- The Washington Times - Sunday, July 29, 2001

Ex-soldiers storm Haiti police school
PORT-AU-PRINCE, Haiti — Six former members of Haiti's military stormed a police academy barracks early yesterday, killing three police officers and wounding several others, police sources said.
Police and other witnesses said the armed group arrived at the academy in suburban Petionville between 3:30 a.m. and 4 a.m. and attacked a SWAT-team compound within the academy, where they shot and killed a police chief, an officer, and a SWAT-team student. After the shootout, the former soldiers fled.
Haiti's army has been a touchy subject since a military coup ousted President Jean-Bertrand Aristide when he first served as president in 1991. Mr. Aristide disbanded the military after a U.S.-led invasion returned him to power in 1994. Last March, several thousand former military officers seized the streets of the capital.

Nigerian journalists boycott government
KANO, Nigeria — Journalists in a northern Nigerian state that last year introduced strict Islamic law called sharia said yesterday they have begun a boycott of government activities there.
The Zamfara State chapter of the Nigeria Union of Journalists (NUJ) said the boycott began on Friday to protest harassment of their members by authorities in the state.
"Many of our members have gone underground following allegations of anti-Islamic or anti-sharia activities by the government," chapter spokesman Sadi'u Mohammed said.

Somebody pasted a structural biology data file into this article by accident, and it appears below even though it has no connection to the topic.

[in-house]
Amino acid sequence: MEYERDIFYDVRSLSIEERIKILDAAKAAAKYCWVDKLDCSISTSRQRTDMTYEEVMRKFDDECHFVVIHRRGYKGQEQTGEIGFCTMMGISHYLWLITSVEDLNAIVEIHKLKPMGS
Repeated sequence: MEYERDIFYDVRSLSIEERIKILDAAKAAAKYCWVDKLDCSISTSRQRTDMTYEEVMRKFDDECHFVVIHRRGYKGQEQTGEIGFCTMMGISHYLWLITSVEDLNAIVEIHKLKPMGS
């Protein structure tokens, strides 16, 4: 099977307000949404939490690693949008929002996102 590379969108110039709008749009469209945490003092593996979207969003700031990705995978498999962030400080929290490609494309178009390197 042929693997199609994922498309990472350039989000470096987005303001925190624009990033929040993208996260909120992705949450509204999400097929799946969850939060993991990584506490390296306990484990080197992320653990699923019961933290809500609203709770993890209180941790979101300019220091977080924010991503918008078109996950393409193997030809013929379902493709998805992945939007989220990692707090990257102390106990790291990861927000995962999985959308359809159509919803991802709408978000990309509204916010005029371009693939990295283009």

"It seems that government is trying indirectly to censor us by labeling us anti-sharia any time we write anything against the government."
He said the government's attitude is adversely affecting journalists' reporting and that they have decided to stop covering government activities.

Pakistani ex-minister shot to death
ISLAMABAD, Pakistan — Unidentified gunmen yesterday shot and killed Mohammad Siddiq Kanju, former Pakistani minister of state for foreign affairs and a former provincial legislator in central Punjab province, police said.
Mr. Kanju, who served in the 1990-93 government of Prime Minister Nawaz Sharif, died on the way to the hospital after four assailants sprayed his car with bullets in Karoor Pakka town in Multan district.
A former member of the Punjab assembly, Aslam Joya, also succumbed to bullet wounds while being driven to the hospital, Deputy Inspector General of Police Multan Shaukat Javed said.
Political sources here said the slayings could be linked to local politics as Mr. Kanju was contesting for mayorship in the city.

India says talks hinge on terrorism
NEW DELHI — India's ruling BJP yesterday backed the government for holding peace talks with Pakistan, but said further talks should hinge on the neighboring state's stance on "terrorism" in Kashmir, the Press Trust of India reported.
"It must be clearly understood that no meaningful dialogue with Pakistan can be conducted as long as the 'holy war' mentality dominates the Pakistani establishment," the BJP party said in a resolution.
"If Pakistan continues to adopt a negative posture, the government of India should draw appropriate conclusions and plan for the future accordingly," it added.

S. Africa fears conference boycott
JOHANNESBURG — The Pretoria government yesterday said it would try to avert a threatened boycott by the United States of a U.N. conference on racism to be held in South Africa next month.
Washington has indicated that it would not attend the U.N. World Conference Against Racism, Racial Discrimination, Xenophobia and Related Intolerance if its agenda includes talk of reparations for slavery and colonialism or a measure equating Zionism with racism.
President Bush's spokesman on Friday warned: "The conference should not equate Zionism with racism or take up the reparations matter. And if they do, the United States will not go."

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